How tight can semi-spreads go post QE?

Authored by Dr James Yang, Senior Data Scientist, Christopher Joye, Chief Investment Officer, Matthew Coleman, Senior Consultant, Coolabah Capital Investments.

This brief note seeks to provide some evidence on how tight state government (semi) bond spreads in Australia could go in an environment in which the RBA is seeking to drive the jobless rate back to its full-employment (NAIRU) level. Pre-covid-19 estimates of the NAIRU published by the RBA were around 4% to 4.5% (see Ellis (2019)) while Treasury has recently parameterised the NAIRU at 4.75% to 5.0%. 

Coolabah’s Chief Macro Credit Strategist, Keiran Davies, published a research report in October on the likely contours of the RBA’s next monetary policy stimulus program, which you can read here. Kieran also provides a sensitivity table that summarises the amount of QE required by the RBA in order to get the jobless rate down to different NAIRU estimates. He writes:

Given that a key input into this [QE] calculation is the NAIRU, we explored the impact of alternative scenarios on the estimate of QE. Assuming that the NAIRU is unchanged from the RBA’s pre-virus estimate of 4.5% – or, more plausibly, it may have been lower than the RBA’s figure – the RBA would have to do about twice as much QE as we have estimated and/or call on additional government support. Alternatively, if the NAIRU is closer to 5.5%, the analysis suggests that the RBA can broadly rely on existing policy settings, including a full drawdown of the Term Funding Facility, to eventually achieve full employment.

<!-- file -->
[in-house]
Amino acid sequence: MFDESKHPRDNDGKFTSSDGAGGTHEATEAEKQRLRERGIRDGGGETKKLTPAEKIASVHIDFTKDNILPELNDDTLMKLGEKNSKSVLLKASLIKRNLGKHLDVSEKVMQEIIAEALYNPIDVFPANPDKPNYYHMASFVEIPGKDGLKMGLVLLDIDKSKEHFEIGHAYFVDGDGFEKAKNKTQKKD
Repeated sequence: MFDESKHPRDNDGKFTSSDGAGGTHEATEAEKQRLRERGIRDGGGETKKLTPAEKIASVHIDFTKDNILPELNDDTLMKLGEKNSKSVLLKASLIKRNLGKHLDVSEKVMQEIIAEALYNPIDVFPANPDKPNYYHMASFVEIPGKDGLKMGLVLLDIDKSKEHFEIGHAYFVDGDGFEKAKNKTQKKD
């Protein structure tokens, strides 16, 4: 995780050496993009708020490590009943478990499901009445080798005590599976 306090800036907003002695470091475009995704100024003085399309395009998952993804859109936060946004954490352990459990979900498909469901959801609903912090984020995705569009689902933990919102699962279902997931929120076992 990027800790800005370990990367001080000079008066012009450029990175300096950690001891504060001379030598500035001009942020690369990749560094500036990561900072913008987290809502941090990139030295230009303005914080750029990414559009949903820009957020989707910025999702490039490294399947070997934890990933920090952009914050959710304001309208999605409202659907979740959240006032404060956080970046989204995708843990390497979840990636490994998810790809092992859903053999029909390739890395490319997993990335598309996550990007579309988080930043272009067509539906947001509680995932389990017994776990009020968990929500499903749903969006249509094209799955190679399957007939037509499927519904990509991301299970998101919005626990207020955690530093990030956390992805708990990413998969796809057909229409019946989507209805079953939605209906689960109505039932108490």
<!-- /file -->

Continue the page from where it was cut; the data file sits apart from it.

At the RBA’s pre-COVID-19 estimated range for the NAIRU, the implied QE requirement is very large at between $272bn to $404bn. Note, however, that Kieran’s forecast range is lower at $115bn to $180bn given he has adopted a higher 5% point estimate for the NAIRU.

In the analysis that follows we provides an historical comparison between spreads on bonds issued by KFW, a German state-owned development bank, and the yield on German (government) bunds. We also examine the spreads on NSW Treasury Corporation (NSWTC) bonds relative to (1) Australian Commonwealth government bond (ACGB) yields (known as the “G-spread”) and (2) the swap rate on a matched maturity basis for 5 year and 10 year maturities (called the “I-spread”). 

What is evident from the data is that the ECB’s QE initiative via the public sector purchase programme (PSPP) in March 2015 initially drove the 5- and 10-year KFW-Bund spread into negative territory. 

There is a significant risk that further QE from the RBA, in addition to continued demand from bank balance sheets fuelled by increases in the size of the RBA’s Term Funding Facility, the winding down of APRA’s $223bn Committed Liquidity Facility, and excess ES (cash) balances held at the RBA could accelerate the compression of the 5- to 10-year semi vs ACGB spread towards zero.

In fact, it’s possible semis could trade on negative G-spreads given I-spreads (or spreads above swap) remain at historically very attractive levels for bank balance-sheet buyers and the fact that the supply of semis is going to be relatively constrained compared to the supply of Commonwealth government bonds.

Please click here to download the full report.